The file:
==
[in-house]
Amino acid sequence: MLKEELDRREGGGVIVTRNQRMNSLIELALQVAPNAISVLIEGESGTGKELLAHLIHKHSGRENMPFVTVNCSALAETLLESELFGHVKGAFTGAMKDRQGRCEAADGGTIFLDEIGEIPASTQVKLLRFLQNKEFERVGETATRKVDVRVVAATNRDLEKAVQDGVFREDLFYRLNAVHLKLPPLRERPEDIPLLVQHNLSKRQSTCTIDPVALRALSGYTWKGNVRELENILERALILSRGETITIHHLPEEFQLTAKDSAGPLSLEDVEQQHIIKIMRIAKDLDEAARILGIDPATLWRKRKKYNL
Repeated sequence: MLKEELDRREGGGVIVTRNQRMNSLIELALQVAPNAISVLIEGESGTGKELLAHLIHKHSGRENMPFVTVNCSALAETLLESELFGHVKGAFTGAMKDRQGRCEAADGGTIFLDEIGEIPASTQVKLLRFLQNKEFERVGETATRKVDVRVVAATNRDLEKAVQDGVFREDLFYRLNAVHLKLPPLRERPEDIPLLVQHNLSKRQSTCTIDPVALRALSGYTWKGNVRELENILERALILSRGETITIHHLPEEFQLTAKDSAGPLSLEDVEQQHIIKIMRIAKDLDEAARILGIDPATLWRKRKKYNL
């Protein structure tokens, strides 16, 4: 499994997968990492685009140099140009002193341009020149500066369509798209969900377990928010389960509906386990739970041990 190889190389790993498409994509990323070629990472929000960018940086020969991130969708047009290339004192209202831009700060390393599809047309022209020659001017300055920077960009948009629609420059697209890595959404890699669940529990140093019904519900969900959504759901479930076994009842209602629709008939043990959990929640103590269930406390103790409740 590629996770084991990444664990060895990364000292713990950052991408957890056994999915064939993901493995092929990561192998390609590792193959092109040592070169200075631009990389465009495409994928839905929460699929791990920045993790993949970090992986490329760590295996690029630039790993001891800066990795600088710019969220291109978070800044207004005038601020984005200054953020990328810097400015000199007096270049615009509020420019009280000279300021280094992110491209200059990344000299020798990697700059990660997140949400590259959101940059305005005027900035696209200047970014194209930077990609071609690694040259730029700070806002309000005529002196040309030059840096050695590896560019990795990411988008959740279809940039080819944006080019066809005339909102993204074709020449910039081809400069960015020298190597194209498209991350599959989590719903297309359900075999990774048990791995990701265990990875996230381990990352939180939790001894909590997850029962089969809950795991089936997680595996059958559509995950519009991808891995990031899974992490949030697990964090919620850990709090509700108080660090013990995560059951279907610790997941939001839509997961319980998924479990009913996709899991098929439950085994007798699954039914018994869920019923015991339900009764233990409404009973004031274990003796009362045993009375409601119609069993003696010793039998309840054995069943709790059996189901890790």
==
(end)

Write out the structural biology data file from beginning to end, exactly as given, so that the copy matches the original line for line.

[in-house]
Amino acid sequence: MLKEELDRREGGGVIVTRNQRMNSLIELALQVAPNAISVLIEGESGTGKELLAHLIHKHSGRENMPFVTVNCSALAETLLESELFGHVKGAFTGAMKDRQGRCEAADGGTIFLDEIGEIPASTQVKLLRFLQNKEFERVGETATRKVDVRVVAATNRDLEKAVQDGVFREDLFYRLNAVHLKLPPLRERPEDIPLLVQHNLSKRQSTCTIDPVALRALSGYTWKGNVRELENILERALILSRGETITIHHLPEEFQLTAKDSAGPLSLEDVEQQHIIKIMRIAKDLDEAARILGIDPATLWRKRKKYNL
Repeated sequence: MLKEELDRREGGGVIVTRNQRMNSLIELALQVAPNAISVLIEGESGTGKELLAHLIHKHSGRENMPFVTVNCSALAETLLESELFGHVKGAFTGAMKDRQGRCEAADGGTIFLDEIGEIPASTQVKLLRFLQNKEFERVGETATRKVDVRVVAATNRDLEKAVQDGVFREDLFYRLNAVHLKLPPLRERPEDIPLLVQHNLSKRQSTCTIDPVALRALSGYTWKGNVRELENILERALILSRGETITIHHLPEEFQLTAKDSAGPLSLEDVEQQHIIKIMRIAKDLDEAARILGIDPATLWRKRKKYNL
């Protein structure tokens, strides 16, 4: 499994997968990492685009140099140009002193341009020149500066369509798209969900377990928010389960509906386990739970041990 190889190389790993498409994509990323070629990472929000960018940086020969991130969708047009290339004192209202831009700060390393599809047309022209020659001017300055920077960009948009629609420059697209890595959404890699669940529990140093019904519900969900959504759901479930076994009842209602629709008939043990959990929640103590269930406390103790409740 590629996770084991990444664990060895990364000292713990950052991408957890056994999915064939993901493995092929990561192998390609590792193959092109040592070169200075631009990389465009495409994928839905929460699929791990920045993790993949970090992986490329760590295996690029630039790993001891800066990795600088710019969220291109978070800044207004005038601020984005200054953020990328810097400015000199007096270049615009509020420019009280000279300021280094992110491209200059990344000299020798990697700059990660997140949400590259959101940059305005005027900035696209200047970014194209930077990609071609690694040259730029700070806002309000005529002196040309030059840096050695590896560019990795990411988008959740279809940039080819944006080019066809005339909102993204074709020449910039081809400069960015020298190597194209498209991350599959989590719903297309359900075999990774048990791995990701265990990875996230381990990352939180939790001894909590997850029962089969809950795991089936997680595996059958559509995950519009991808891995990031899974992490949030697990964090919620850990709090509700108080660090013990995560059951279907610790997941939001839509997961319980998924479990009913996709899991098929439950085994007798699954039914018994869920019923015991339900009764233990409404009973004031274990003796009362045993009375409601119609069993003696010793039998309840054995069943709790059996189901890790």